How to Identify New Innovation Opportunities

Ready to overcome innovation inertia? We thought so. We'll teach you how to hunt down game-changing opportunities for your business.

Ready to overcome innovation inertia? We thought so.

Welcome to our deep dive on how to hunt down game-changing opportunities for your business.

If you’re wondering what ‘innovation inertia’ is - it’s the term we use here at Future Foundry to describe what so many corporate change-makers are up against.

Whether they’re trying to identify new opportunities, validate new ideas or scale new initiatives at every turn there’s:    

  • Time Constraints        
  • Capability Chasms
  • Process Pains

Familiar, isn’t it?

That’s why we were so delighted when you told us you wanted to better understand where to look for innovation opportunities.

We get it – it can be so overwhelming, even for the most seasoned innovators. Figuring out what to look for, the decision-making process, and figuring out how everything relates back to your business strategy is no mean feat.

But if you’re familiar with Future Foundry in any way, you’ll know that we’re quite partial to a mean feat.

Identifying your opportunities

If there are decades where nothing happens, and weeks where decades happen - we’re living in the latter, and frankly, it’s becoming exhausting.

Just think about all the change your company is facing right now…

Consumers are:      

  • Exhibiting new behaviours post-pandemic      
  • Adopting new digital platforms, products, and services
  • Wandering about with completely unreasonable heightened expectations
  • Discovering they have new personal priorities

Oh, and they’re often an entirely new generation that your organization’s never considered!

As if that wasn’t enough, you’re also up against disruptive competitors with silly amounts of VC cash, and tech like 5G, machine learning, extended reality, and the Metaverse – all of which will redefine businesses, fast.

And - in this context – you’d better get good at:

  • Unlocking growth
  • Driving efficiencies
  • Making customers happier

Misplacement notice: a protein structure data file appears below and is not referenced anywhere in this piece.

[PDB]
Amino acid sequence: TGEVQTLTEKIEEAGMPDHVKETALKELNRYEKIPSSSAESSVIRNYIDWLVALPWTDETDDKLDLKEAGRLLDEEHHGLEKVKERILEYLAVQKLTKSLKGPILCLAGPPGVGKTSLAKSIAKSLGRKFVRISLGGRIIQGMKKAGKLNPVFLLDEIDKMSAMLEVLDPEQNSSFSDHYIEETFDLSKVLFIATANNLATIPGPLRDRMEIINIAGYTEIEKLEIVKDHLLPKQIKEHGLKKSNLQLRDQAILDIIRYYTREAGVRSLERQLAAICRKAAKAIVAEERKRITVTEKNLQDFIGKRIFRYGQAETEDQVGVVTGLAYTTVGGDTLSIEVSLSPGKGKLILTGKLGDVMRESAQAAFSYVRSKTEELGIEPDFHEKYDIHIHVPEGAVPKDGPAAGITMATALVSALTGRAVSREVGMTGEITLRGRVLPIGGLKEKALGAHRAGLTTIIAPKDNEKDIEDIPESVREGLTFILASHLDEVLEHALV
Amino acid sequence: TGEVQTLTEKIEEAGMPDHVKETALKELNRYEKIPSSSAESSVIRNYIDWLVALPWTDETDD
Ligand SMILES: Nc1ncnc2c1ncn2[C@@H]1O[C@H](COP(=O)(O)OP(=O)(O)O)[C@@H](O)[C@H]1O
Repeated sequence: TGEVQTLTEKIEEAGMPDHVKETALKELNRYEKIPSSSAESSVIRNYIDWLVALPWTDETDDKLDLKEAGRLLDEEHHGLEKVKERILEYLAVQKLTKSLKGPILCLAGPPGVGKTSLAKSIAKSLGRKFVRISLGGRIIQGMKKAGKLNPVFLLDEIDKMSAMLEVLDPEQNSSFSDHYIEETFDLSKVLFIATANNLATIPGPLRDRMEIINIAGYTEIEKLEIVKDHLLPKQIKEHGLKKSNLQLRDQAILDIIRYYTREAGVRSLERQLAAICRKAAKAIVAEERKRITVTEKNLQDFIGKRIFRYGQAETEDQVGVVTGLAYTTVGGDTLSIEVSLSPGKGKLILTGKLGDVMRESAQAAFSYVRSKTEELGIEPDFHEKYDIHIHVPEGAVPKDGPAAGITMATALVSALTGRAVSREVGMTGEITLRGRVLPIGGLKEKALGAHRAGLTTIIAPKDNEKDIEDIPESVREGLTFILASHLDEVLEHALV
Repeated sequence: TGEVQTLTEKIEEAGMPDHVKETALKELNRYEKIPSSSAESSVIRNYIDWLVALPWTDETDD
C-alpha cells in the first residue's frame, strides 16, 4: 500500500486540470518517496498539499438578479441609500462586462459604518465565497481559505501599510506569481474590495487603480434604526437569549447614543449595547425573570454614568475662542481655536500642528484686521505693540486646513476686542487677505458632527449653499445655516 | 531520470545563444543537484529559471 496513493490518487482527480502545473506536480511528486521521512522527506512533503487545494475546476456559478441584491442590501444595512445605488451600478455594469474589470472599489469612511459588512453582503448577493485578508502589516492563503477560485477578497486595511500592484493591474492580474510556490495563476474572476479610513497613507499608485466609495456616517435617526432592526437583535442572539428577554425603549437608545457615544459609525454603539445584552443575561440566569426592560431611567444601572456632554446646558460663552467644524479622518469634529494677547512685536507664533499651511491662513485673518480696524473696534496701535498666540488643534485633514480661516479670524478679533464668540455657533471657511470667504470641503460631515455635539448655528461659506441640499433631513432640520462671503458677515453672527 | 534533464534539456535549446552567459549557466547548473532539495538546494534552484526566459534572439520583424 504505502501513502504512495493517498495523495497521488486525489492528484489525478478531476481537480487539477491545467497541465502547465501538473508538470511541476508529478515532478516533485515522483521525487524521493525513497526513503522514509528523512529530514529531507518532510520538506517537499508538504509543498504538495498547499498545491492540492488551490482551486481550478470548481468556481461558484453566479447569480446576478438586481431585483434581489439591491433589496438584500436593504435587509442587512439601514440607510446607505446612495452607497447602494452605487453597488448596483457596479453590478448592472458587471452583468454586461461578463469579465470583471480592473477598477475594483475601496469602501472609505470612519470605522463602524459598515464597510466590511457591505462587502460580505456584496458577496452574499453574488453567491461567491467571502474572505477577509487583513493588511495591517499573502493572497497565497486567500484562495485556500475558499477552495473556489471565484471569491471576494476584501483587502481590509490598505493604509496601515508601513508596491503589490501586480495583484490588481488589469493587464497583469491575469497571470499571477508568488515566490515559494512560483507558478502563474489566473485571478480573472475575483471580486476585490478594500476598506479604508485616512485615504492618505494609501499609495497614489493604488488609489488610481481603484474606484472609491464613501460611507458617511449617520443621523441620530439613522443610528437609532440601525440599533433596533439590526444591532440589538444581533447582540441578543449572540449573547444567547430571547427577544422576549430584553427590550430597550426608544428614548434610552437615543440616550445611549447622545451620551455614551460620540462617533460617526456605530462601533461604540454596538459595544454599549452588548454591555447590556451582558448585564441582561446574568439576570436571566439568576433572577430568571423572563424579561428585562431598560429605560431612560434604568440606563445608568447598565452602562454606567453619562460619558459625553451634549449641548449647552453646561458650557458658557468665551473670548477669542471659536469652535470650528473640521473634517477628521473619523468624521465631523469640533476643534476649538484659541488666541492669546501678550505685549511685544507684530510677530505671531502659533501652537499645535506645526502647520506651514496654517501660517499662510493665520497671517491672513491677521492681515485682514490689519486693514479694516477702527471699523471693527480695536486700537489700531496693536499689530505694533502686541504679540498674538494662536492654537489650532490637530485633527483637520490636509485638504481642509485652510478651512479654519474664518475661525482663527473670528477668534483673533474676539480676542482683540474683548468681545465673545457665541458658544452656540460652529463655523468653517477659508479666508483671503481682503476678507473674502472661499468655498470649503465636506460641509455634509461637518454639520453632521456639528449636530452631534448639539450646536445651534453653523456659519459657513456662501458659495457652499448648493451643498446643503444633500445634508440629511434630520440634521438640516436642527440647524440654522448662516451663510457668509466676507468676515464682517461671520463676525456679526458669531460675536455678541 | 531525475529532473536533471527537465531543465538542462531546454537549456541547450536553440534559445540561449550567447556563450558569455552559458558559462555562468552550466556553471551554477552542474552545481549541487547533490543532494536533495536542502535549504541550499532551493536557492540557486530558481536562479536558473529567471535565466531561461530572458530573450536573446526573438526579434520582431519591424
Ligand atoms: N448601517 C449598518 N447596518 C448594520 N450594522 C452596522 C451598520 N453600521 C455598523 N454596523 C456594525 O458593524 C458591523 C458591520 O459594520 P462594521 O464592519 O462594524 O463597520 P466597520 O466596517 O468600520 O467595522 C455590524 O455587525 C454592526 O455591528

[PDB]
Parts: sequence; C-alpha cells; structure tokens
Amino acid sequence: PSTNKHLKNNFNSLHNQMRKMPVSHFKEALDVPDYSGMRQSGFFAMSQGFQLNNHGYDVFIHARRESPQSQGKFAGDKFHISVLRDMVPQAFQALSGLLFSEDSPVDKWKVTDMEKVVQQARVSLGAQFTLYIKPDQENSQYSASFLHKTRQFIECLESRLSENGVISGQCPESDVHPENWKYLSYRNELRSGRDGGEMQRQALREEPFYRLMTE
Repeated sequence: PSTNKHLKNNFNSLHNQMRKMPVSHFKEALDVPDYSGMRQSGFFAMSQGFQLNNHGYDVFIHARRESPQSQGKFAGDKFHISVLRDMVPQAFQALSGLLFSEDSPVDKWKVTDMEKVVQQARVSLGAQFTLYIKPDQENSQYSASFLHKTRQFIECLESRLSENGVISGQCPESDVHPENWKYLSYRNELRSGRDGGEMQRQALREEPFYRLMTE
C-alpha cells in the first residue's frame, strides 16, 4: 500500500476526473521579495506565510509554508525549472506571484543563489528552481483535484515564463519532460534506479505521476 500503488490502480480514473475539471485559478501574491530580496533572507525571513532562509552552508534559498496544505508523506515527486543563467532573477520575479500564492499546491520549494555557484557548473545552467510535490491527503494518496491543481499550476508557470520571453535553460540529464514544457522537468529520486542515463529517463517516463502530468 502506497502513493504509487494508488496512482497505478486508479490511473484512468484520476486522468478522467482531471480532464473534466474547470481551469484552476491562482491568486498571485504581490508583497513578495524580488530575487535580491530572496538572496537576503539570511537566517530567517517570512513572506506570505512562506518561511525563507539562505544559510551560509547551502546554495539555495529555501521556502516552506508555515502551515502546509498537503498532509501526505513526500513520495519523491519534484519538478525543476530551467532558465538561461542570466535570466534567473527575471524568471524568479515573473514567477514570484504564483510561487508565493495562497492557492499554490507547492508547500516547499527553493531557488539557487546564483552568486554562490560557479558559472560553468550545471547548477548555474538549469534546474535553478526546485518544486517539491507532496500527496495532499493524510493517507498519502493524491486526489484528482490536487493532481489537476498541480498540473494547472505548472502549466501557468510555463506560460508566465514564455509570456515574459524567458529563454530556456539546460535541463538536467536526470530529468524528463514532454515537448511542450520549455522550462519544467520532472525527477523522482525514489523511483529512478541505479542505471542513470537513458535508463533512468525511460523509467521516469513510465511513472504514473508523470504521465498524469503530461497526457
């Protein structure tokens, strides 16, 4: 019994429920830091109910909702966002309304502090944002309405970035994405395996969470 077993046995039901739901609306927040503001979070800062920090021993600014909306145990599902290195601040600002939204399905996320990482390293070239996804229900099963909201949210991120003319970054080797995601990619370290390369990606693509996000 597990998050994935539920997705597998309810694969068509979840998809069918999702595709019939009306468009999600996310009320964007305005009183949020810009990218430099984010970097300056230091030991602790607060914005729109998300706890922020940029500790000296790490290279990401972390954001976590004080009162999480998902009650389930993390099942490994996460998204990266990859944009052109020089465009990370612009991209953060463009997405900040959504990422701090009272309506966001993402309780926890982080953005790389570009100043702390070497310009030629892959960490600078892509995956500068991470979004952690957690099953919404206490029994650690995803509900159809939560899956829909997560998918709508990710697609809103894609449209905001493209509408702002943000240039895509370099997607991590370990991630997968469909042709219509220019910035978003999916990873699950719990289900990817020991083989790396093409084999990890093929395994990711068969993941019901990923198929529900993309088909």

That’s why we’ve ditched talking about ideas. Instead, we’re focused on your opportunities. Why? Because an idea is just that.  It has no value unless you make a return out of it. Ideas are just concepts that *could* *might* *maybe* be used to make money.

Think of it like stocks and shares – they’re really only worth what someone pays you for them (don’t tell the Dogecoin bros…)

On the other hand, opportunities lead to a desirable, feasible and viable venture, product, or service. They may or may not originate from an idea. Opportunities are far rarer – and way more valuable – than ideas.

Finding them is the first piece of the corporate innovation funnel. Everything starts here.  We have to recognise that innovation doesn't start with (and heaven forbid, end with) idea generation. So, where do you look for opportunities, rather than ideas?

First and foremost, you need a common language that enables you to measure these opportunities – and the things you want to measure are time and value.

Broaden your horizons

The horizon model has an axis of time, and an axis of value – and the three horizons simply represent each innovation type.


Horizon One: The Short Term

Projects that fall under this umbrella are those that improve and refine what your organisation already has.

Horizon Two: The Mid Term

These innovations take a bit longer, because they’re typically (but not always!) those that have been copied from adjacent markets and applied to a new context.

Horizon Three: The Long Term

The ventures in this category are your long-term innovation projects.

There’s one key takeaway to bear in mind, however. If you want to create a balanced portfolio of innovation initiatives, it is imperative that you also balance your inputs.

Inputs for Innovation

Now we have our framework, let’s add our inputs. We want to understand:

  • Customers - what jobs are they trying to get done, what are their pains and what gains are they trying to create for themselves?
  • Competitors - what are start-ups, scale-ups and tech companies doing to disrupt our current model?
  • Technology - what emerging tech should we care about, and which should we not concern ourselves with (*cough* NFTs *cough*)?
  • Investment - where are the people whose job it is to gamble on the future betting?
  • Employees - what are we hearing not in terms of ideas, but problems from the front line?

Input One: Customers

TW: The Customer is Always Right